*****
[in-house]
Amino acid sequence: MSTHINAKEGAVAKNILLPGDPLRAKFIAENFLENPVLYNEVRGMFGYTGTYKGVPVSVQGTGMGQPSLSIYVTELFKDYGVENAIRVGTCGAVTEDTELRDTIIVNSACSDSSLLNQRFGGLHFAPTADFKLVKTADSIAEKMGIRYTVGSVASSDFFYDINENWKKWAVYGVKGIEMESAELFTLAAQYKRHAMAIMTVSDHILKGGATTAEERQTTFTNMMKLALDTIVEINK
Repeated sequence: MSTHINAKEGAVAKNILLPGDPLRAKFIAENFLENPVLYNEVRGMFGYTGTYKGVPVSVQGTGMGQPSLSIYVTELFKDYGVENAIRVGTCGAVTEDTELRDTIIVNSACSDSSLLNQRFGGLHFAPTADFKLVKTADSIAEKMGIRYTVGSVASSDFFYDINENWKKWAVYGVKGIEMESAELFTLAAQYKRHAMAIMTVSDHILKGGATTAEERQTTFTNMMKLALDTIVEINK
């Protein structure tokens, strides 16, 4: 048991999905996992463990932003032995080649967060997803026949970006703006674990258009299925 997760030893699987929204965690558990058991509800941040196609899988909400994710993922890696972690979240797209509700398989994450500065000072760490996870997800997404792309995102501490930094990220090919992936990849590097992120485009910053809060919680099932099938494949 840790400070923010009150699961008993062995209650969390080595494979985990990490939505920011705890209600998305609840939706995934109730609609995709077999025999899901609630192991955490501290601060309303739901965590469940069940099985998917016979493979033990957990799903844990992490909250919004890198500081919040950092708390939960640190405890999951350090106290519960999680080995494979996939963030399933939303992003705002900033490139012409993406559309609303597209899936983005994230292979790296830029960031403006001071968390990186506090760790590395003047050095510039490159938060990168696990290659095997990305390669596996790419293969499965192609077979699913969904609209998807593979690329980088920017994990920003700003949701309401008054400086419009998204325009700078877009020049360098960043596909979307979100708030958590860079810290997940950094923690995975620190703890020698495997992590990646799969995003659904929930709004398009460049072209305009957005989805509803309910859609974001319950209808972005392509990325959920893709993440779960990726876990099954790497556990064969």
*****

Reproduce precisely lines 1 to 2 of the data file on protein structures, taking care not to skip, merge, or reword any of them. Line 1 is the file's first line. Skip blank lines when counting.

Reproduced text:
[in-house]
Amino acid sequence: MSTHINAKEGAVAKNILLPGDPLRAKFIAENFLENPVLYNEVRGMFGYTGTYKGVPVSVQGTGMGQPSLSIYVTELFKDYGVENAIRVGTCGAVTEDTELRDTIIVNSACSDSSLLNQRFGGLHFAPTADFKLVKTADSIAEKMGIRYTVGSVASSDFFYDINENWKKWAVYGVKGIEMESAELFTLAAQYKRHAMAIMTVSDHILKGGATTAEERQTTFTNMMKLALDTIVEINK